Now that you’ve done all the hard work to go and meet with the person, you wouldn’t throw it all away, would you? You need a system to keep track of your networking, so you can make sure you take advantage of every opportunity to the fullest. That way, you don’t forget about any of the small but important details like the date you contacted someone, when they will have an opportunity, or how many times you accidentally called them by the wrong name (oops).

I keep track of all of these things in a networking spreadsheet. I include all of the relevant info like name, agency, job title, email, etc… Every time I contact them, I log it in the spreadsheet along with notes about whether or not they responded, what they said, and when I should contact them again.

By keeping track of correspondences, you can be more effective in your communications. You save time hunting down email addresses, what was said, when you contacted them last, etc… You can more easily space out your communications so that you’re not constantly bombarding them with emails. Plus, it’s really gratifying to see your see your network literally grow before your eyes.

Follow Up

What do you do if the person you’ve contacted doesn’t have any opportunities or have any time to meet right now? That’s totally fine, but you need to check back with them in the future. You’ve logged the date in your spreadsheet of course, so now just make a note about when to contact them again.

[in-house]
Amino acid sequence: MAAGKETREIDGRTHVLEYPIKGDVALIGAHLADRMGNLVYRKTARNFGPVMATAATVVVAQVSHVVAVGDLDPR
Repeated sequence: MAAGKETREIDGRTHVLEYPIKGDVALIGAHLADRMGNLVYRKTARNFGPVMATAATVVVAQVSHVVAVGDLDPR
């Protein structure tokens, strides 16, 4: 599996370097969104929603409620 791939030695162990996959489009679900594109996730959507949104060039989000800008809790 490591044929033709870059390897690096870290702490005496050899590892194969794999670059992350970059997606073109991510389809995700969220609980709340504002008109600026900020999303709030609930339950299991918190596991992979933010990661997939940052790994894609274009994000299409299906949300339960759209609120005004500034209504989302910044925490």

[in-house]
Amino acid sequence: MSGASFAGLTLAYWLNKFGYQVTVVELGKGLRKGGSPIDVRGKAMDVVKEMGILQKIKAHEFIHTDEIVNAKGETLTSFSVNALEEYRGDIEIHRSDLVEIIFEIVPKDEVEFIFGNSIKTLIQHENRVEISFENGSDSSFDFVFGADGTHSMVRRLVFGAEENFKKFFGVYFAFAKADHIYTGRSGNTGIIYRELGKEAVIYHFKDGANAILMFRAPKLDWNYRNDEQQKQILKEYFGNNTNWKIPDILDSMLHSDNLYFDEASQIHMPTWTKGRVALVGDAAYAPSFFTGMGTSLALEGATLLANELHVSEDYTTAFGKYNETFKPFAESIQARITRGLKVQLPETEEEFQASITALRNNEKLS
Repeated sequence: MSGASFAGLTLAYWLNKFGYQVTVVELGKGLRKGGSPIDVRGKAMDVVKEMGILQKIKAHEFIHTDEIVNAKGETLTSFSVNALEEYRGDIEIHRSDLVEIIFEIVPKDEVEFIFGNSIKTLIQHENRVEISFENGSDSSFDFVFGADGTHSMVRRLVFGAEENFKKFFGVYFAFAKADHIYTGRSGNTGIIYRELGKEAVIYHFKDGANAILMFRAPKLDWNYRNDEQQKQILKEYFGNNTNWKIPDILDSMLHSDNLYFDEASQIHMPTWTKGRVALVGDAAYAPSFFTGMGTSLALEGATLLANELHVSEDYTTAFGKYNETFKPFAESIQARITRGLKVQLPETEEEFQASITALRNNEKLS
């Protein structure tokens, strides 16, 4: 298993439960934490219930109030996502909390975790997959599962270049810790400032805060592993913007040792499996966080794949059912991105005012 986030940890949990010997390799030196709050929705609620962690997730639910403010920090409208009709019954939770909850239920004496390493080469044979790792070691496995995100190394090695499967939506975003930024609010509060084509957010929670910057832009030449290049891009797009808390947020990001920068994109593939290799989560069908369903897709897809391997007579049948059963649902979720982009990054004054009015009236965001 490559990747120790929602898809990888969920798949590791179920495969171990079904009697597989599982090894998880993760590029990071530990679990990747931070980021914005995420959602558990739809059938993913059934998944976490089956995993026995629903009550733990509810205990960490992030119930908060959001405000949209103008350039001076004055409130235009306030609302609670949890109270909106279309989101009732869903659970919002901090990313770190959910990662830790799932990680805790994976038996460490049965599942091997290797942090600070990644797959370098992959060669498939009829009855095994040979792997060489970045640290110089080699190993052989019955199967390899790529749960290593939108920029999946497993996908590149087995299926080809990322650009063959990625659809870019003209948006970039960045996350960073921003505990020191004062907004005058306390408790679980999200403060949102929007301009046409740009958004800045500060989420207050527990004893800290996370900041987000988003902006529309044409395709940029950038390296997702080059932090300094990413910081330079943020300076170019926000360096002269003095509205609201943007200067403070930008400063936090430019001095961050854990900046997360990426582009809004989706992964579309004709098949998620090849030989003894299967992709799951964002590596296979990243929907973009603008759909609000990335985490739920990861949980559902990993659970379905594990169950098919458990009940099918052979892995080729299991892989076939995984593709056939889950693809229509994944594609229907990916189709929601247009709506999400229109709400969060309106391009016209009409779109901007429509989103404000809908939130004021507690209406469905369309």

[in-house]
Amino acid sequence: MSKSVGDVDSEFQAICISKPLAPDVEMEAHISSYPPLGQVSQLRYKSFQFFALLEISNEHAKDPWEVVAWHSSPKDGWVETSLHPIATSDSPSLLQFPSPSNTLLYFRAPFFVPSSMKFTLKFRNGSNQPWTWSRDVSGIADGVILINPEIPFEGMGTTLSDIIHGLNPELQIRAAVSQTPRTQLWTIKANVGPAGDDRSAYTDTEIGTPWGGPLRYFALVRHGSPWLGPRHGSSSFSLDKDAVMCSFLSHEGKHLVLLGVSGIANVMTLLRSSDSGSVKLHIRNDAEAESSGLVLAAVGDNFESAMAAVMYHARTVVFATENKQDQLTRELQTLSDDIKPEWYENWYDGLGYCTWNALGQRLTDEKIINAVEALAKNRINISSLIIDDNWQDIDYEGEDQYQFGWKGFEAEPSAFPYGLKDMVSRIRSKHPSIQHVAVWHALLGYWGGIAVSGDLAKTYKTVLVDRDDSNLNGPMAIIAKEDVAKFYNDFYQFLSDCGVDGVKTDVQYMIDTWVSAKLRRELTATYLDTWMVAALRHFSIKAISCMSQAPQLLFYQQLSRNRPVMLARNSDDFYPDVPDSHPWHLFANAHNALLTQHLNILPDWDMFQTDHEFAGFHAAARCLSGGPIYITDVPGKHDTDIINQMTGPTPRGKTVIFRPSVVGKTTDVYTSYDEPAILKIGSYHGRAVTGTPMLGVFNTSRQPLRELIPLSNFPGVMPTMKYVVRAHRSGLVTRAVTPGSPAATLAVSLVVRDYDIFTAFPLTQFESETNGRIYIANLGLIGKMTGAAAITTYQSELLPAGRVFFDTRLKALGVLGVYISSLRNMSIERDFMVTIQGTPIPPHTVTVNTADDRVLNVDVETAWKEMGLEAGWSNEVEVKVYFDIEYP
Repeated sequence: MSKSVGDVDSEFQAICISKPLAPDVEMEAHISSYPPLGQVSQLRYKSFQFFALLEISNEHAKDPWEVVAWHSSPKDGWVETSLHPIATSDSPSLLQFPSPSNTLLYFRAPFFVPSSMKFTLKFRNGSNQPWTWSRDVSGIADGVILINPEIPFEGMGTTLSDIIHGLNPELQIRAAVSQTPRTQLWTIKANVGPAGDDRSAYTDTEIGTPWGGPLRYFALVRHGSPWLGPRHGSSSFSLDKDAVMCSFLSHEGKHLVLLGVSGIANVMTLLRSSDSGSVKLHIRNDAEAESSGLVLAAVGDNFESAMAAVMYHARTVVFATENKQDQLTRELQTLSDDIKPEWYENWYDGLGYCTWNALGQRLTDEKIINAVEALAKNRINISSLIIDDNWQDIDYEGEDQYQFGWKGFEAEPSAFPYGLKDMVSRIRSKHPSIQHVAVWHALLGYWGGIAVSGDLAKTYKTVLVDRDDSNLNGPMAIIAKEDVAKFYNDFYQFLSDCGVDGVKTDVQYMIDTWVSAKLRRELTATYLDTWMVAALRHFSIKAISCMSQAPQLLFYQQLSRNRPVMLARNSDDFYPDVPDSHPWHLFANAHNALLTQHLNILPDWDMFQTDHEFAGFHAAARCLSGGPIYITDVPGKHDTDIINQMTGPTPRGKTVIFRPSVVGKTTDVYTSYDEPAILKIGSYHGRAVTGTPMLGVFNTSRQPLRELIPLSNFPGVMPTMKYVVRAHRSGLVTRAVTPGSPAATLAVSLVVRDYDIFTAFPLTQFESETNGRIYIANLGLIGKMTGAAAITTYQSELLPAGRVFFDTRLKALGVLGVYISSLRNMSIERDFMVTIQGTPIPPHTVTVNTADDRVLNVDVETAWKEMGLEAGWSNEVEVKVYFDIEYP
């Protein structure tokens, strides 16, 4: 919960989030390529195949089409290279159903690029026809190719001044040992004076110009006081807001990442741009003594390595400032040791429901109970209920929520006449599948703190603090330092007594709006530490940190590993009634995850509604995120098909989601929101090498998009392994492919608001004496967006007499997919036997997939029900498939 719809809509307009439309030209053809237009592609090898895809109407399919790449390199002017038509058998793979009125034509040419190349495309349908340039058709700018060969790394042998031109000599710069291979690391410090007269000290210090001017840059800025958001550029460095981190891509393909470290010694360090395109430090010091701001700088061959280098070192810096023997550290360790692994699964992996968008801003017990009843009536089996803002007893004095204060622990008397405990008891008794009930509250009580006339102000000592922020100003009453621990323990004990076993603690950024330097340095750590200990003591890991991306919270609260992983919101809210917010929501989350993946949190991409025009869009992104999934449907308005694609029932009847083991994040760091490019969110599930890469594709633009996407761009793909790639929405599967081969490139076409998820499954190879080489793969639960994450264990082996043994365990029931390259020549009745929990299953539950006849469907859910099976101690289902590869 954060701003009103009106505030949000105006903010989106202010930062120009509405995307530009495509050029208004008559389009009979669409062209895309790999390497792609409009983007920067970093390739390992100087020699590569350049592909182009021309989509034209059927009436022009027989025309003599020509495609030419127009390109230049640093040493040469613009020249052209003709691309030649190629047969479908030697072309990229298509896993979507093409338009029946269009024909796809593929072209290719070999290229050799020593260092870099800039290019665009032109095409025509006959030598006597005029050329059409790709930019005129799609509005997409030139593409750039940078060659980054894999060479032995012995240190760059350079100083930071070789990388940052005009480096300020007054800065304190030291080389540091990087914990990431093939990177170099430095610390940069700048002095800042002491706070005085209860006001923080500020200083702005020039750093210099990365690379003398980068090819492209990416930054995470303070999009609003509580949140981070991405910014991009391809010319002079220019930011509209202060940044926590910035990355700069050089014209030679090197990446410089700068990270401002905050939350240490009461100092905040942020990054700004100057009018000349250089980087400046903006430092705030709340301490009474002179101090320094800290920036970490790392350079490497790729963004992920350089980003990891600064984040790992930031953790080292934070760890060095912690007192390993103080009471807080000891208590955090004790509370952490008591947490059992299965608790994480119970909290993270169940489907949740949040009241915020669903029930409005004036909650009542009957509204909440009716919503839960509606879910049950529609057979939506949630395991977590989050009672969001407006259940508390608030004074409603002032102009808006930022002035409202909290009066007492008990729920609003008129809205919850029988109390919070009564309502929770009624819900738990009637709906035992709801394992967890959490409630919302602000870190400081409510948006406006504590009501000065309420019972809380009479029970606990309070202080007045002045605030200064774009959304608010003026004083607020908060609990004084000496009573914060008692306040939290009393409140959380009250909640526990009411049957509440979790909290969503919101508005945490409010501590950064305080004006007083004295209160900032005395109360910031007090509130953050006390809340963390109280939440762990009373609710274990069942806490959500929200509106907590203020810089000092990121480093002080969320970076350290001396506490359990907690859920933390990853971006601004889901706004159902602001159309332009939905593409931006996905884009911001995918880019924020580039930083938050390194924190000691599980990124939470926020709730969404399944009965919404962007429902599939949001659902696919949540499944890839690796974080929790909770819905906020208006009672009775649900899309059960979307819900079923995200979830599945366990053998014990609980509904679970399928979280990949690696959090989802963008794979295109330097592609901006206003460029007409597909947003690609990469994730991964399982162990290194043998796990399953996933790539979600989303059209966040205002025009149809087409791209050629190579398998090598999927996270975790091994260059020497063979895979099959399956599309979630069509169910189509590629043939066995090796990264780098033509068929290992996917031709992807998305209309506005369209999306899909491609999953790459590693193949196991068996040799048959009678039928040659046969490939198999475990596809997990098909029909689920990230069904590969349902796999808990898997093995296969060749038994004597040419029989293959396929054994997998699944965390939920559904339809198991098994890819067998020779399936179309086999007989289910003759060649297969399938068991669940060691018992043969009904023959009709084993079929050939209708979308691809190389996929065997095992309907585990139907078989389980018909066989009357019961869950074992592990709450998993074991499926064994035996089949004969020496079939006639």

Unless people have specified when to contact them next, I usually follow up once every quarter or two. By checking in with people, you can be sure to not let these opportunities slip away, and you show tenacity. Oftentimes important people get a lot of emails from people like you wanting the same thing, but most people give up after hearing “No” once. You’re not most people, though!


Make It Happen

Networking can be a terrifying prospect, but what you should really be afraid of is not networking at all. Networking is often what separates the girls from the women (or the boys from the men) in terms of career success.
In my field, competition for jobs is intense. It’s not uncommon for hiring officials to receive hundreds of applications for a single position. The only time I’ve ever been successful in getting a job is because I either personally knew the person beforehand, or I went out of my
way to meet with them.

Networking is an under-taught skill in schools today. Book learning and experience can help you up to a point, but if everyone else has those same qualifications, a person will not choose to work with you based on those alone. Use this to your advantage and turbo-charge your career.

Lindsay VanSomeren - Contributor
Lindsay is a recent college grad with an MS in Wildlife Biology and Conservation. In her prior years she has been a bona-fide glossophobic, award-winning public speaker, dogsled racer, potential high-school dropout, National Spelling Bee participant, and a surrogate caribou mother.

In her spare time she learn languages, enjoys the Great Outdoors (not the John Candy narrative), explore beers in the Beer Mecca of North America, and works on her side business/blog, Knit Nerd Lab.